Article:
I would say if you can work part time, do it. I felt so much better with my time divided, I feel like I can actually devote time to DS without feeling stifled, and I also feel I can have time to do stuff myself without feeling guilty.

BertieBotts Thu 06-Mar-14 14:16:19

My crutch is internet, BTW. Always has been. I find getting away from the source of the crutch helps, so for example going and folding laundry in a room where the computer is not. And focusing on "being in the world" because that's what it really is, it's a safety barrier between you and actually living life - I find I just have to get out and do something "real" once or preferably twice in a day to feel much better, whether it's shopping or meeting a friend or working or even going for a run (difficult when you're sole carer for a child).

Also timetabling. Treat it as work and you can get through easier, you might even enjoy it smile

pennyapples Fri 07-Mar-14 07:19:27

Had a much better day yesterday - put all your tips into practice - bit of schedule, more outdoors time, and when indoors lots of getting away from the source, thanks Bertie, funny how that works... We spent ages upstairs and only occurred to me afterwards there's a telly up here... Maybe I don't need it as much as I think. In bed reading again last night so again obviously don't really need it. But the news is on now... Aaargh...Am hopeless...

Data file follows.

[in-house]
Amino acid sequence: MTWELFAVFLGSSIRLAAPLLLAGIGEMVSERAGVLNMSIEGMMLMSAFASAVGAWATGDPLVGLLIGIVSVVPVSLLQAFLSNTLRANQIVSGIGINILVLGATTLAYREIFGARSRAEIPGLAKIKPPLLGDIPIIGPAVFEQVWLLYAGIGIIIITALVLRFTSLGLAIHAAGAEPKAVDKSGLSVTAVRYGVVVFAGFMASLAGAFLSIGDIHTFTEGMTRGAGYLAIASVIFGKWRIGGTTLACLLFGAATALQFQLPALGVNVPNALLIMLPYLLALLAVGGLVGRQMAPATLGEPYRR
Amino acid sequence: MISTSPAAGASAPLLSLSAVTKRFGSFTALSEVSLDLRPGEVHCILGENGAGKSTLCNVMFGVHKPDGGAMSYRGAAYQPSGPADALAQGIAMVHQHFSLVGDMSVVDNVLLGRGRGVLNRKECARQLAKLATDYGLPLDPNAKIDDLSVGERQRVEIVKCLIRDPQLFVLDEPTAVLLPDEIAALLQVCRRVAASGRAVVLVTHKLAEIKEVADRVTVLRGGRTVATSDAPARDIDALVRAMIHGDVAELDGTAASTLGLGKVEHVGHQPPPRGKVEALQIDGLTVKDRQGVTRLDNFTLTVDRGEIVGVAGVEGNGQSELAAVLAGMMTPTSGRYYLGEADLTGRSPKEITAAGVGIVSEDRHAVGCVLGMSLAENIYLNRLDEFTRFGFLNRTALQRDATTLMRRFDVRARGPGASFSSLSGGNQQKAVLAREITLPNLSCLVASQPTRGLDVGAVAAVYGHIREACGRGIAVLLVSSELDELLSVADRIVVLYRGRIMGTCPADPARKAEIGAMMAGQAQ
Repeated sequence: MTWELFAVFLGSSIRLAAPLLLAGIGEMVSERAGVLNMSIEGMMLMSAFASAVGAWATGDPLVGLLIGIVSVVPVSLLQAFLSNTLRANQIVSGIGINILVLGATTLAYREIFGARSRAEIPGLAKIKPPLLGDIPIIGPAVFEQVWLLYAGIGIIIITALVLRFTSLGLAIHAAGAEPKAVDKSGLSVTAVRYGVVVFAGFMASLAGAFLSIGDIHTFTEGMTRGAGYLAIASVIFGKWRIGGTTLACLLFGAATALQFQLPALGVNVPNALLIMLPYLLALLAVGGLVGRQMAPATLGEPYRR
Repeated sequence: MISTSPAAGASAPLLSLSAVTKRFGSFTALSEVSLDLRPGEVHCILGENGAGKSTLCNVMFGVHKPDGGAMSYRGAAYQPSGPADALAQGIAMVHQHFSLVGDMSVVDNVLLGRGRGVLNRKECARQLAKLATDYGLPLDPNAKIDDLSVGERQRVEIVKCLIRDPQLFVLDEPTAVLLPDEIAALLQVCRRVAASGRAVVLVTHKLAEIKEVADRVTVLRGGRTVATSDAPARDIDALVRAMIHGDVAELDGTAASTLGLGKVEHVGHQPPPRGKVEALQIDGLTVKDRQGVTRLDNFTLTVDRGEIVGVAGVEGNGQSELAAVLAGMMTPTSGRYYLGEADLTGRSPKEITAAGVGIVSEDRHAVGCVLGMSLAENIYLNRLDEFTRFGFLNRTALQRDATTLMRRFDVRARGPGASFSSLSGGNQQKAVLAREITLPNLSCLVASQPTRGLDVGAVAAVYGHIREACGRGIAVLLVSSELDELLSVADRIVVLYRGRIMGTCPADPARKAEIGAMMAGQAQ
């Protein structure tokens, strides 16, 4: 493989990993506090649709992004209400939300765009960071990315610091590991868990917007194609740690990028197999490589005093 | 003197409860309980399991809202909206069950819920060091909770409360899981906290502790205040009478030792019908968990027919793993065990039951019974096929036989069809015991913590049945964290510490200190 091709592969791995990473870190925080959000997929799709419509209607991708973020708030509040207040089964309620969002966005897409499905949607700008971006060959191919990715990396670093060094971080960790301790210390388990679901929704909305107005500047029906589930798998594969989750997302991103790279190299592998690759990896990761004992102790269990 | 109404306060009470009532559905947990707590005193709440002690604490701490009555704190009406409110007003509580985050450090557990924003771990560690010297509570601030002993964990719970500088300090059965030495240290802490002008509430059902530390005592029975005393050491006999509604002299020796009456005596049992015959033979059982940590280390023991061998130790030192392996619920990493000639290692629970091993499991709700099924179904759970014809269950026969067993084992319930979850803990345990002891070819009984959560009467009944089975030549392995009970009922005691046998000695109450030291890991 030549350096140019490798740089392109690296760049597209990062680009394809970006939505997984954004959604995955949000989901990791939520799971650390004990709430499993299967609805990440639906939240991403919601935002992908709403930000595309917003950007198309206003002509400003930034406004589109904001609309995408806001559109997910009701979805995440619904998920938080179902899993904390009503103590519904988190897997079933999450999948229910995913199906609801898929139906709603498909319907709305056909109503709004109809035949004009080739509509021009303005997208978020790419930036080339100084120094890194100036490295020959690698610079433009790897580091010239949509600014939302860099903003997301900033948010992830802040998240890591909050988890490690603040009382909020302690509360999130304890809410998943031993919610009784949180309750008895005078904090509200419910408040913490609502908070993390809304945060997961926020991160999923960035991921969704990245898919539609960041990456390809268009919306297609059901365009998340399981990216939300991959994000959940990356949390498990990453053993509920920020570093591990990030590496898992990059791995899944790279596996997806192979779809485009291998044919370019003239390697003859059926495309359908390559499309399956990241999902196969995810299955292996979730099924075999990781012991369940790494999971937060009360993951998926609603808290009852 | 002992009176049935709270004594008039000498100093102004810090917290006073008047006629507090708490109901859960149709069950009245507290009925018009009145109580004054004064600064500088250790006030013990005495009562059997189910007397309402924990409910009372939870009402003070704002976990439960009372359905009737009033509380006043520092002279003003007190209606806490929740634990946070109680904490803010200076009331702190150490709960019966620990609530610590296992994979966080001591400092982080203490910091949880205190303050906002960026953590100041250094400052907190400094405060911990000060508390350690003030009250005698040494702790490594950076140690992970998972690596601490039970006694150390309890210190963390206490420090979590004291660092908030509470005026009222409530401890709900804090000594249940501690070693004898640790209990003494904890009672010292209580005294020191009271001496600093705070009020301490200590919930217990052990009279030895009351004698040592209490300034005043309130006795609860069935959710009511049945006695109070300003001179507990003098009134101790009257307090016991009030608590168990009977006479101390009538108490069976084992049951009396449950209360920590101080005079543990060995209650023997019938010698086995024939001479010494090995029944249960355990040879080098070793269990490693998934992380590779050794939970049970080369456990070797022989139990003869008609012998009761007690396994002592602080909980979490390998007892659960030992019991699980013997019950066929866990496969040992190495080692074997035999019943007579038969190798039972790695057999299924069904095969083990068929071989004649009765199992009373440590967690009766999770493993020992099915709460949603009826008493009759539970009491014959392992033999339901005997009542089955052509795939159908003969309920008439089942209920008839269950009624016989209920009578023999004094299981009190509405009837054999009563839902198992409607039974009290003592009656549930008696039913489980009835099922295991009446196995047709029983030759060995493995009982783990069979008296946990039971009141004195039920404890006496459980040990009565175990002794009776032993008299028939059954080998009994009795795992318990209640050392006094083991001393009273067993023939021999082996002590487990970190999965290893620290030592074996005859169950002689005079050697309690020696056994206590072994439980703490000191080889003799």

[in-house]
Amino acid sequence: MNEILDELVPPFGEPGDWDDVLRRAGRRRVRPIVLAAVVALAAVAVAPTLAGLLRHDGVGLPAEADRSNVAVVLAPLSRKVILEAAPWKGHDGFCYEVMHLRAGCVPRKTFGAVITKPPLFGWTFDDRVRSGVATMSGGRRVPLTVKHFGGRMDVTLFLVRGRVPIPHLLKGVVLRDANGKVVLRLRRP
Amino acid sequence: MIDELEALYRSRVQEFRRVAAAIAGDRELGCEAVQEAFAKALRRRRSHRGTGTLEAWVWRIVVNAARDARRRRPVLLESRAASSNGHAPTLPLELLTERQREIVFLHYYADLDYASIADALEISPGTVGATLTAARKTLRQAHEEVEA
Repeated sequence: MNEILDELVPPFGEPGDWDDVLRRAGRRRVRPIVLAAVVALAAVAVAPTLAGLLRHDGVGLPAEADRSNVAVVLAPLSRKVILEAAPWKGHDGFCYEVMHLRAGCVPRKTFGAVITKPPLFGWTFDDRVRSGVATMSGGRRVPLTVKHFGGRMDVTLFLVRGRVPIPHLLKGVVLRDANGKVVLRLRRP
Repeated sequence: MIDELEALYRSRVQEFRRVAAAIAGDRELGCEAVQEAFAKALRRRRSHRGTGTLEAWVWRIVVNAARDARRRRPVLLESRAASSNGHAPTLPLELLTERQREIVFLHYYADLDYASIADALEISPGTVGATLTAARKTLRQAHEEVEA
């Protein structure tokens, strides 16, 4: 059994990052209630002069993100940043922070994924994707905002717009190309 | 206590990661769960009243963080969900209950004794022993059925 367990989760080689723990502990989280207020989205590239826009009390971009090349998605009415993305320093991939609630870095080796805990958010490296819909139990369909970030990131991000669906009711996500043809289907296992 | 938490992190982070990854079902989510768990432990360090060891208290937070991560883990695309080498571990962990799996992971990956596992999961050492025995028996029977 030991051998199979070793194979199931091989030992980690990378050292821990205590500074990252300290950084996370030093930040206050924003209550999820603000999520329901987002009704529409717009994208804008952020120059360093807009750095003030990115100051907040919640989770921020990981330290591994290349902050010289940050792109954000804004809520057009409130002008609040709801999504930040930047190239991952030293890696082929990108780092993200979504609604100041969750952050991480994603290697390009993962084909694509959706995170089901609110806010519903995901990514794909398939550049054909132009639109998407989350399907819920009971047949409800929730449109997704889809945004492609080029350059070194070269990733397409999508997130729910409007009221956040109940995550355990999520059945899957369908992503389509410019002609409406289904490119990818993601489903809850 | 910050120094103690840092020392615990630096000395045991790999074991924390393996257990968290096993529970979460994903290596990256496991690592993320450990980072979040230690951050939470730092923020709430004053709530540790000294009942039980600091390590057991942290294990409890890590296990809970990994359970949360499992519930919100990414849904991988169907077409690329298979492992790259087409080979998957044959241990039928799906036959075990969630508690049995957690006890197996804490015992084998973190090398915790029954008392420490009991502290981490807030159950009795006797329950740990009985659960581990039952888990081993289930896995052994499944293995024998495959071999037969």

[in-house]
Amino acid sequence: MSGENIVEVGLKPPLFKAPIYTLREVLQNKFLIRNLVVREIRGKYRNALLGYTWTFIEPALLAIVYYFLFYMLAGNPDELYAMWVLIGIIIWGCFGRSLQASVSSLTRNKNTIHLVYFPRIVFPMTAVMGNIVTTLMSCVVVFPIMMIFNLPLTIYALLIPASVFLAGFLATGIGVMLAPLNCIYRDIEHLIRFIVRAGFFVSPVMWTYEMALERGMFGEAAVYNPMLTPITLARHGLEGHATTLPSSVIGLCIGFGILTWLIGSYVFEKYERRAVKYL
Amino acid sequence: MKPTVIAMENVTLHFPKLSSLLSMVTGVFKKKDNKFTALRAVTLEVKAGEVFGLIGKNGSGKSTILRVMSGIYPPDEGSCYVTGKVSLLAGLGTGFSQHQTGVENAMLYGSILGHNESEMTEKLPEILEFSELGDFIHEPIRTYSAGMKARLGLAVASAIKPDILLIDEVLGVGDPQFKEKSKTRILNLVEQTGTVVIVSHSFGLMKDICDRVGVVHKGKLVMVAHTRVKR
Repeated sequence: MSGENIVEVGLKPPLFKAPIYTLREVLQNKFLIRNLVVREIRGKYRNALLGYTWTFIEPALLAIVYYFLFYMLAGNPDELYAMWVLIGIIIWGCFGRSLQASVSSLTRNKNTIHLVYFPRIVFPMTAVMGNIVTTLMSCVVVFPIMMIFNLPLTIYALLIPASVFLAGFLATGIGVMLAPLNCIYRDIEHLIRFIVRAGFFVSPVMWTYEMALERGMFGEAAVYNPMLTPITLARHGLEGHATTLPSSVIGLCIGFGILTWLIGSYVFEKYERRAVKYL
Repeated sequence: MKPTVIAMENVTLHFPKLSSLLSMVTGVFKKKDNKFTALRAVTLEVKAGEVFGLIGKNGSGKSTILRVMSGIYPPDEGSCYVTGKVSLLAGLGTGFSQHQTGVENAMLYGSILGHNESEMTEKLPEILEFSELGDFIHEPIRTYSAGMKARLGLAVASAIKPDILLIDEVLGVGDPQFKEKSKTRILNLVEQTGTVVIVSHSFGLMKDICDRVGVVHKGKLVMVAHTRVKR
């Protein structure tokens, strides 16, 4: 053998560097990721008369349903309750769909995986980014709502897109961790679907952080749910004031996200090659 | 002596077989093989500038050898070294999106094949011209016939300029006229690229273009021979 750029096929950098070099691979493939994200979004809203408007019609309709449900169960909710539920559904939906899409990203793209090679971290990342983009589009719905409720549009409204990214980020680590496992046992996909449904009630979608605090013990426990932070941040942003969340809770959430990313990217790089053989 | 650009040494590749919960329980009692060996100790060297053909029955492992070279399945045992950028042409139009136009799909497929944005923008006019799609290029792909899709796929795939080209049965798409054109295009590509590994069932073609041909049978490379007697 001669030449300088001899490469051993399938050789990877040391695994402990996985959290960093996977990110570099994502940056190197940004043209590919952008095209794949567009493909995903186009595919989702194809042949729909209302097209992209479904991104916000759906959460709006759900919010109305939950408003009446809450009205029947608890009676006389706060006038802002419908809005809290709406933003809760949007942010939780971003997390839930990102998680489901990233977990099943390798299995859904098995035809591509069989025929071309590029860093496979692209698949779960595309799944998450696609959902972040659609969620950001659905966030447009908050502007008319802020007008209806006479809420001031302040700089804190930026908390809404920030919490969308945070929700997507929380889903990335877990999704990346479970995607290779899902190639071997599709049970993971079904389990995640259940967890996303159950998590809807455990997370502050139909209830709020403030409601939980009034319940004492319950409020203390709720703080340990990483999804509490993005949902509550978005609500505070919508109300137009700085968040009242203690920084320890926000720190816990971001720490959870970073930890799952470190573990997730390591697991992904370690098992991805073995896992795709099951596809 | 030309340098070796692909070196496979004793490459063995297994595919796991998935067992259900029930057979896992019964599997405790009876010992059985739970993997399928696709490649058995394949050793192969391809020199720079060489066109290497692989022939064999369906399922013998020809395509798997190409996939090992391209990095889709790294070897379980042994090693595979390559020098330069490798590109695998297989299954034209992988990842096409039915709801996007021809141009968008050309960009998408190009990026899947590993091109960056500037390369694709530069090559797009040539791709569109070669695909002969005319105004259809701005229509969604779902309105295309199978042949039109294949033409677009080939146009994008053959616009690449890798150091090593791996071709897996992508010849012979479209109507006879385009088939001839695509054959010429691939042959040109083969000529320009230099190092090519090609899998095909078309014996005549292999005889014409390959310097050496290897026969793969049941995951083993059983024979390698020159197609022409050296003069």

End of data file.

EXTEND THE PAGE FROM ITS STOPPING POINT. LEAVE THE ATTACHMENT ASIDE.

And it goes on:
BertieBotts Fri 07-Mar-14 12:31:34

Because you don't need it, and as long as you don't see that other TV as a source of your crutch you won't.

It may be OK to do a version of what Weegiemum says, where you plan in a bit of time where it's OK to rely on that. But stick to the TV downstairs - then you can avoid it if necessary.

Bumpsadaisie Fri 07-Mar-14 12:37:53

I know what you mean. The TV gives you a feeling of being in control. I have two and it got the point where they were watching it at breakfast, to try and contain them arguing and help us to get to school on time.

But its a crutch. You don't need it and once you get over the dependence its much nicer without it.

My advice - get rid of TVs/screens in all rooms but one. Put the radio on instead so there isn't total silence.

Decide what time in the day you are going to have TV on and stick to that - in our house its for a short time in the morning while I get over the trauma of the school run, and we get ready to go out, and then not till 5pm. Reward yourself when you stick to it.